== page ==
I remember a line in the television show that men in the Poldark family were known for being “hasty, sharp-tempered, and strong in their likes and dislikes.” This sentiment has struck me as masculine. Not because God approves of hastiness or sharp tempers (he doesn’t), but because men ought to have something of what lies behind them: strong convictions.
How rare are warm-blooded men of zeal these days, men of strong likes and dislikes — even within the church? When ambitious men of the world spend time around men of the church — men supposedly imaging Christ’s likeness, possessing Christ’s Spirit, and commissioned to win eternal spoils — do we fault them for sensing an absence of purpose, a coolness of flame, a dryness of ambition? Do they see men “who by patience in well-doing seek for glory, honor, and immortality” (Romans 2:7)? Do they feel ashamed of their small pursuits and eager to cast them off for the Christian man’s pulse and existence?
Or do they not wonder what these Christian men really wake up for in the morning? It isn’t clear. They’re moderate in their likes; moderate in their dislikes. They remain room-temperature. They never have that look in their eye. They smile and smile, but never laugh from the belly, nor give a firm handshake or word when the occasion calls. That man, that weapon, that sword is beat into a plow.
Relaxing Among Idols
Can you imagine such men sitting by peacefully in Athens in the first century? They rest among the commotion, waiting for friends to arrive. Initially they may have been startled by the many idols bought, sold, and displayed. Beautiful statues of Greek gods and goddesses fill the city, some saying it was “easier to find a god than a man.” This is not true worship, the thought might come. But as a few moments pass, they begin to wonder, What’s for lunch? . . . And what’s taking Timothy and Silas so long to get here?”
Now witness another man of God, a man of strong likes and dislikes, seated in the very same place.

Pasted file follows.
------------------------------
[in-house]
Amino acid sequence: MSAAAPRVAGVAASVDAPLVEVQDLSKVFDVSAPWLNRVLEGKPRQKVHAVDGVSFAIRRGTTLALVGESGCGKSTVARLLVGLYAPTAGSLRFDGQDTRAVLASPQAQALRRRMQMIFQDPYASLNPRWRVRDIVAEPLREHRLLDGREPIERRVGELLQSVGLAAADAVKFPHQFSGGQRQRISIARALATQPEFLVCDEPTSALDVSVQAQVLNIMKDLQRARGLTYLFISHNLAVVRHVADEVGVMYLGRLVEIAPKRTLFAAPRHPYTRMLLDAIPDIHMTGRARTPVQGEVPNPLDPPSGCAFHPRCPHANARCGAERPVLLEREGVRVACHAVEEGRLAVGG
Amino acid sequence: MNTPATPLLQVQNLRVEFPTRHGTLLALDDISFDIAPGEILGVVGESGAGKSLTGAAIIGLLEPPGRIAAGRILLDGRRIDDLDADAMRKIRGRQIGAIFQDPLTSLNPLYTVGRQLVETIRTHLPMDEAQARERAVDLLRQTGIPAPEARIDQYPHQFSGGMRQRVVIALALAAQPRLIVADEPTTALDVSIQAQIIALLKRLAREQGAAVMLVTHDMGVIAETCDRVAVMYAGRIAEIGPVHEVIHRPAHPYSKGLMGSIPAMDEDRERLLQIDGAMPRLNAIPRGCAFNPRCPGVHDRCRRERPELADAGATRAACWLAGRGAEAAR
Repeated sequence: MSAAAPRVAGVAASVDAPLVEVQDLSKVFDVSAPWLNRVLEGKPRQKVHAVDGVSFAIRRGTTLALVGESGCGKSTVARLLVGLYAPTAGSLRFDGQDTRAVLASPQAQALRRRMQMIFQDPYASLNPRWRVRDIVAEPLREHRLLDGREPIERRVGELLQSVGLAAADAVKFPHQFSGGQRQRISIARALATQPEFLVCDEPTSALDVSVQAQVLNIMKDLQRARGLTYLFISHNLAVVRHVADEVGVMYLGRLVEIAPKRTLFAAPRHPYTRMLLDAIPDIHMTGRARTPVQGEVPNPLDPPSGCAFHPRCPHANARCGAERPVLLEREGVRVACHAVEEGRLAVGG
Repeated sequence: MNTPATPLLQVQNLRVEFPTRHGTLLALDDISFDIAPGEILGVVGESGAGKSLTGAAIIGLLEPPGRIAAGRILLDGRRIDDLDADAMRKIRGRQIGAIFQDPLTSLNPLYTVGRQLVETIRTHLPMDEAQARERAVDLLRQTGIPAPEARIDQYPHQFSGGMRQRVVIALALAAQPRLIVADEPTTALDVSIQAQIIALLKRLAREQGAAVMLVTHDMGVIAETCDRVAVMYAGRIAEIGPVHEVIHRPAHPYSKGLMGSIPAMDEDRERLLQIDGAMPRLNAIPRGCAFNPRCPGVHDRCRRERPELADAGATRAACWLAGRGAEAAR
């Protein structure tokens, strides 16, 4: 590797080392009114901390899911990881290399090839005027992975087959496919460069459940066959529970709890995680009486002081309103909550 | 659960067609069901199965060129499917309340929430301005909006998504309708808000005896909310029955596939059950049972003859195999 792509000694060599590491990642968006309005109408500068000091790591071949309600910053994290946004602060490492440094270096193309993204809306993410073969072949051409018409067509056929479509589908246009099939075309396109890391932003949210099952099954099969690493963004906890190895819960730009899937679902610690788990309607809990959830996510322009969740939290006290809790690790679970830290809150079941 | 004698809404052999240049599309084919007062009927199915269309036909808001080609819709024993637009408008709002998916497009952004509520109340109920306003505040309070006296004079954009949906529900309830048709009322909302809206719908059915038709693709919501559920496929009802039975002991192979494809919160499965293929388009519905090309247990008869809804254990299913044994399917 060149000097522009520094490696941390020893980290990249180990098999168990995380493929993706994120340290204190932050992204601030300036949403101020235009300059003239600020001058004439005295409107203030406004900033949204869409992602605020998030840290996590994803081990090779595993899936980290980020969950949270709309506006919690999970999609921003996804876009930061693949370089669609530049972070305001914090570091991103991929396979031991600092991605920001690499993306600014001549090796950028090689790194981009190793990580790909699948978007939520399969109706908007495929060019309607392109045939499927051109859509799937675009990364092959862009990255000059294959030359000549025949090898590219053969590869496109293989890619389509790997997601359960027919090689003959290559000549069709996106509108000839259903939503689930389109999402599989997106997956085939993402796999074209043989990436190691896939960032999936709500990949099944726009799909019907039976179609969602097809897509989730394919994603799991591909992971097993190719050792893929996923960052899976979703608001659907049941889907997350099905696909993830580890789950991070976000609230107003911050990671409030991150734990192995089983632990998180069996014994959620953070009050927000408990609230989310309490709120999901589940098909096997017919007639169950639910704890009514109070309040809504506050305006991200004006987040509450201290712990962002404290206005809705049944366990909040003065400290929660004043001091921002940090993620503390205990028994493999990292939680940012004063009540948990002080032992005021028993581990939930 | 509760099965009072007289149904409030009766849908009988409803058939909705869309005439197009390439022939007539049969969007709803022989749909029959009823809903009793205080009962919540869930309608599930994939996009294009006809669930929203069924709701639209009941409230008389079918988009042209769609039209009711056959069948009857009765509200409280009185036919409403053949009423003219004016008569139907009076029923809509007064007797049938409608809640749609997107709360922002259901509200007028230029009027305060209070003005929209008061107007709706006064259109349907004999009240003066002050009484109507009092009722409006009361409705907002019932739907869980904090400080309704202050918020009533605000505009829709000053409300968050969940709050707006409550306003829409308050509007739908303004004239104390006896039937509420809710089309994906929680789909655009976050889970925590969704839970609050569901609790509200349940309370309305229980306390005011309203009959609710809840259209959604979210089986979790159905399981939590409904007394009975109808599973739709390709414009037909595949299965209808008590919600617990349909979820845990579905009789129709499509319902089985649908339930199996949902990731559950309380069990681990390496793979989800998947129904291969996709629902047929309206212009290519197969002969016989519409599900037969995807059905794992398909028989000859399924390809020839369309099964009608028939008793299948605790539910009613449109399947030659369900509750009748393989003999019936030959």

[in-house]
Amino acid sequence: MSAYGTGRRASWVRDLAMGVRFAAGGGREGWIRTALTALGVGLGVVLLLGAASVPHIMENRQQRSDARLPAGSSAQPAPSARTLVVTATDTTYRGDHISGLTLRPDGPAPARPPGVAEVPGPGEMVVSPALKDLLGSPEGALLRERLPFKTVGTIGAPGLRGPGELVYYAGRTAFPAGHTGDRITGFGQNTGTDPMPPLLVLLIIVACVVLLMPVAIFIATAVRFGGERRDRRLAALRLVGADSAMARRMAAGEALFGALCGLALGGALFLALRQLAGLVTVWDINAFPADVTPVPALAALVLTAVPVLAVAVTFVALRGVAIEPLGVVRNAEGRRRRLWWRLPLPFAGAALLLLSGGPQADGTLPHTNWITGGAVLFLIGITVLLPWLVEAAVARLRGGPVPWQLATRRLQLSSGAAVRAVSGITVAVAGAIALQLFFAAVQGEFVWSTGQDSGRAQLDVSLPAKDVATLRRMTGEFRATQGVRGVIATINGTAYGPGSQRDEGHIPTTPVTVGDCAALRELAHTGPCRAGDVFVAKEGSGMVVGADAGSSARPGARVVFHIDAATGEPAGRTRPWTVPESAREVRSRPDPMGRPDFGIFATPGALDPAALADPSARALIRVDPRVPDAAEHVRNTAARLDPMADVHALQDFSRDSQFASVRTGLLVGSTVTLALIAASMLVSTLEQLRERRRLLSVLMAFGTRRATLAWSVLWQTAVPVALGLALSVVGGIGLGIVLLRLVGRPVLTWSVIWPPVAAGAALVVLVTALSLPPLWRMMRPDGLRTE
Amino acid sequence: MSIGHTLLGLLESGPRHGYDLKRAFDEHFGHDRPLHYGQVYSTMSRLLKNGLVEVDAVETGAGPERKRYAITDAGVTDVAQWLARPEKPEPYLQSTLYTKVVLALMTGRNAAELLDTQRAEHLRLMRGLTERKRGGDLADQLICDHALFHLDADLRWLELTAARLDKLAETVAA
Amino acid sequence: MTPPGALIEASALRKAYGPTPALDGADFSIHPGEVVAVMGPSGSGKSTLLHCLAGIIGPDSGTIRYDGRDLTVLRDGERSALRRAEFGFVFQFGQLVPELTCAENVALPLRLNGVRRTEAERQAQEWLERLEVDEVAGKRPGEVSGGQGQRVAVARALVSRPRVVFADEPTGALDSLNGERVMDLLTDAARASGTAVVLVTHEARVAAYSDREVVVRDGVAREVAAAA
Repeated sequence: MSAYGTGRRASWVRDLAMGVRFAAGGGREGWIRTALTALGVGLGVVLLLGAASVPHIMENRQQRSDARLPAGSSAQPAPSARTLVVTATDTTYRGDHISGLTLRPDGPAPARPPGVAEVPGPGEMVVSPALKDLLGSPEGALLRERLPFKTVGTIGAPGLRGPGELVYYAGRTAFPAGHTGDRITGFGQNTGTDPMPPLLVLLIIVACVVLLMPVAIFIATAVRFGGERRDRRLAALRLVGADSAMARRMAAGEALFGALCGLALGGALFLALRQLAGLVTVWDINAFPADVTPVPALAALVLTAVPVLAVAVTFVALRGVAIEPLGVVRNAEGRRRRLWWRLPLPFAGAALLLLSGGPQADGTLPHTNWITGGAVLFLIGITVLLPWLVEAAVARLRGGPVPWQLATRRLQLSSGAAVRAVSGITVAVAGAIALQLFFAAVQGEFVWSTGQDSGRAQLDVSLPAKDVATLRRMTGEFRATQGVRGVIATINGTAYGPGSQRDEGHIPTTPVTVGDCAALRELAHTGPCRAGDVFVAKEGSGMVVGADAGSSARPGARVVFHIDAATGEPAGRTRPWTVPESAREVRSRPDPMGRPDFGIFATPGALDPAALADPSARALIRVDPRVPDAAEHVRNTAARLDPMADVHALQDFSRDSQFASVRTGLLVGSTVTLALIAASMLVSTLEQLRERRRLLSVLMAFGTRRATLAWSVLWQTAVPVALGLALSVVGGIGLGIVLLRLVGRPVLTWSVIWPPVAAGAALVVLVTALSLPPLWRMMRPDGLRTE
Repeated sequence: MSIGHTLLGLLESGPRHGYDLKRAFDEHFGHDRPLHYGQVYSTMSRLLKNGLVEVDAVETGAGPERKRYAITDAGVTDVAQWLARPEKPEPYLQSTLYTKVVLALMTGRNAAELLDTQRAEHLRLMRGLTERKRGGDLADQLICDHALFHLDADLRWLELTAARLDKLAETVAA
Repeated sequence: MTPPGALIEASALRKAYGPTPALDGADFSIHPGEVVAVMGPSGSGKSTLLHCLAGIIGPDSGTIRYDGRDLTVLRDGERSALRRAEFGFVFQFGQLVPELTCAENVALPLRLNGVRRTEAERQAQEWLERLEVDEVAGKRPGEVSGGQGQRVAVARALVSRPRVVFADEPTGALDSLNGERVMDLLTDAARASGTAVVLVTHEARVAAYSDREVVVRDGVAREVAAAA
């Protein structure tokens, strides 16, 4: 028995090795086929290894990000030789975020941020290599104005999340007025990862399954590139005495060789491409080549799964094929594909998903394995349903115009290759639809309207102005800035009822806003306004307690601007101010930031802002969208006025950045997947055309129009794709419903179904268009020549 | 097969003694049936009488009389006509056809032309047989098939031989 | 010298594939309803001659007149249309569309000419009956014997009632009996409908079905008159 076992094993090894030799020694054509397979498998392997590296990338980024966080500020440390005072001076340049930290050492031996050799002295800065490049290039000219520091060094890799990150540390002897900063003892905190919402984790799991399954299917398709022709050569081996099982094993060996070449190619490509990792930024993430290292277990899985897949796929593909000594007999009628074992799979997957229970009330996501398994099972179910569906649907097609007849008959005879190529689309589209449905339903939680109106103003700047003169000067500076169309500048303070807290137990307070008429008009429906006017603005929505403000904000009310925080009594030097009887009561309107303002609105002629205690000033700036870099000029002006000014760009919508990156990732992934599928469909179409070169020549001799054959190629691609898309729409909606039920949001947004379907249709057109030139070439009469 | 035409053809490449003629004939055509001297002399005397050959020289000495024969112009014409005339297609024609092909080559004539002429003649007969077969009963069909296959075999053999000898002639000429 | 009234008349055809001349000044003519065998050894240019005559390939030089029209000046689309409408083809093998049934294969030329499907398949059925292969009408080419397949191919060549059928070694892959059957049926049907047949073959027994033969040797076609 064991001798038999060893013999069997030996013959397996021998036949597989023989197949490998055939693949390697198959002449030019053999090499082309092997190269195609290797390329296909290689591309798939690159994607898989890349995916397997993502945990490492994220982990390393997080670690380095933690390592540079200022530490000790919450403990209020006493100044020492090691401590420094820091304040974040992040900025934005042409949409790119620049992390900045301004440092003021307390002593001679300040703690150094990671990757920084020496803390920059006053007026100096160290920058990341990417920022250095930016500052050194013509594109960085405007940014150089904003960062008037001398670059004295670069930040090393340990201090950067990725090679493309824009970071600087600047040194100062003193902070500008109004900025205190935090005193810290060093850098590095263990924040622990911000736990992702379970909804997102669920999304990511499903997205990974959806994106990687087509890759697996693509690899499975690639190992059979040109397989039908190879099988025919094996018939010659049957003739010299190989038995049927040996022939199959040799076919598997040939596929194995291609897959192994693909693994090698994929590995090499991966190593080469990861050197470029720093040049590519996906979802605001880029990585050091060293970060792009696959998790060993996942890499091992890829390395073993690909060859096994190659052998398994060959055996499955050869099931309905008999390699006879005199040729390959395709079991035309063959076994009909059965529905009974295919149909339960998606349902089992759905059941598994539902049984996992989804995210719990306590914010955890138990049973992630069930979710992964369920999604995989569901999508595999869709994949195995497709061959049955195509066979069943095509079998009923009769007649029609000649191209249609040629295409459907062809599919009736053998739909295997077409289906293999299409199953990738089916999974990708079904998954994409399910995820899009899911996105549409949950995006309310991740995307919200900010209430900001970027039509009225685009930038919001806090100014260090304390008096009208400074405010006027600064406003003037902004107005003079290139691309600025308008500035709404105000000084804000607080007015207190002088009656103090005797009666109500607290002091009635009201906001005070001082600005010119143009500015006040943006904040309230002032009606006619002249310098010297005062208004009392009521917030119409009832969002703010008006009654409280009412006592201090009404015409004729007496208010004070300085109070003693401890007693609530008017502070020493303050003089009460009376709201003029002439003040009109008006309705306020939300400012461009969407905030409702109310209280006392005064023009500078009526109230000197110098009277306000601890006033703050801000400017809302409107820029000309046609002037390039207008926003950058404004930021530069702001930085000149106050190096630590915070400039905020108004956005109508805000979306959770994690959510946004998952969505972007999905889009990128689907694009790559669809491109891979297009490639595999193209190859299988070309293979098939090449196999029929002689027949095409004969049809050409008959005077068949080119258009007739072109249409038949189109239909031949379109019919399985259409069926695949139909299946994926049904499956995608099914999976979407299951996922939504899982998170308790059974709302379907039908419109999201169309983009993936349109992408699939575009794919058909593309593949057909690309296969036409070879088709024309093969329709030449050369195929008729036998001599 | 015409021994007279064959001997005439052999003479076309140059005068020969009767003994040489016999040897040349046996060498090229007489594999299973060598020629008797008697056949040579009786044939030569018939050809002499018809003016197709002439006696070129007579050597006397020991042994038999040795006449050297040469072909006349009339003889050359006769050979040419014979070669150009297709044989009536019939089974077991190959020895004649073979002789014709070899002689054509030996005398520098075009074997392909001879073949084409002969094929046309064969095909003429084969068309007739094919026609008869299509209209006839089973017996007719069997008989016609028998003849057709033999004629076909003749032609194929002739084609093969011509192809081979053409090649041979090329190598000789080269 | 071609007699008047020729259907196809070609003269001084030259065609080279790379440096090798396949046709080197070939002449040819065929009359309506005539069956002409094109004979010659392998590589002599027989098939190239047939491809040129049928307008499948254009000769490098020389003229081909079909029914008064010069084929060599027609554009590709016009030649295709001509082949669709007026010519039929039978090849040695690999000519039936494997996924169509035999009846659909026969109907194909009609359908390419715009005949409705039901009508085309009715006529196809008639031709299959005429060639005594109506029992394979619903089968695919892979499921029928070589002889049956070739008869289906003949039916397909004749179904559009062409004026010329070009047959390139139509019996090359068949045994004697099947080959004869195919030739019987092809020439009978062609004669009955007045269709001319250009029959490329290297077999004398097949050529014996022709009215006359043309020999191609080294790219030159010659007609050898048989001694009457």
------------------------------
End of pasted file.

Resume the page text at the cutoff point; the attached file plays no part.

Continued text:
Now while Paul was waiting for them [Timothy and Silas] at Athens, his spirit was provoked within him as he saw that the city was full of idols. So he reasoned in the synagogue with the Jews and the devout persons, and in the marketplace every day with those who happened to be there. (Acts 17:16–17)
We can imagine him looking around, tapping his fingers at first. Then we see him begin to sway and nod and take a deep breath. Perhaps he bites his lip; then clenches his fist. A fire is kindled in his chest, fed by the words seared on his heart — “I am Yahweh; that is my name; my glory I give to no other, nor my praise to carved idols” (Isaiah 42:8).
Why should these exquisite nothings receive the praise that belonged exclusively to his God? Why do men buy “not-gods” and call them gods? How dare they embrace false deities in the Lord’s marketplace, while breathing the Lord’s air, under the Lord’s sun? Why did their idolatry feel comfortable parading at noonday? What are these but offenses against the Holy One; Philistines mocking to be answered?
He cannot, like so many other men, sit quietly and watch. He must open his mouth and speak of Christ to give vent his fuming soul.
Jews were tracking Paul. They recently stirred a mob against him in Thessalonica, then agitated the crowds against him in Berea. They would eventually follow him to Athens as well. If anyone had an excuse to keep a low profile, it was him. If anyone had a reason to take this time “off,” it was him. Yet he did not pour water on the flame from those buckets of “practicality” so plentiful in our own day. Troopless, he went in alone.
He rose to his feet as a man possessed — a man who did not count his life of any value nor as precious to himself, if only he could finish his course and his ministry to testify to the gospel of the grace of God (Acts 20:24). He walked over to the people, looked at a group of potential attackers, and spoke grace. In the synagogues, he reasoned with Jews; in the marketplace, he open-air preached to Gentiles. Not occasionally, but daily.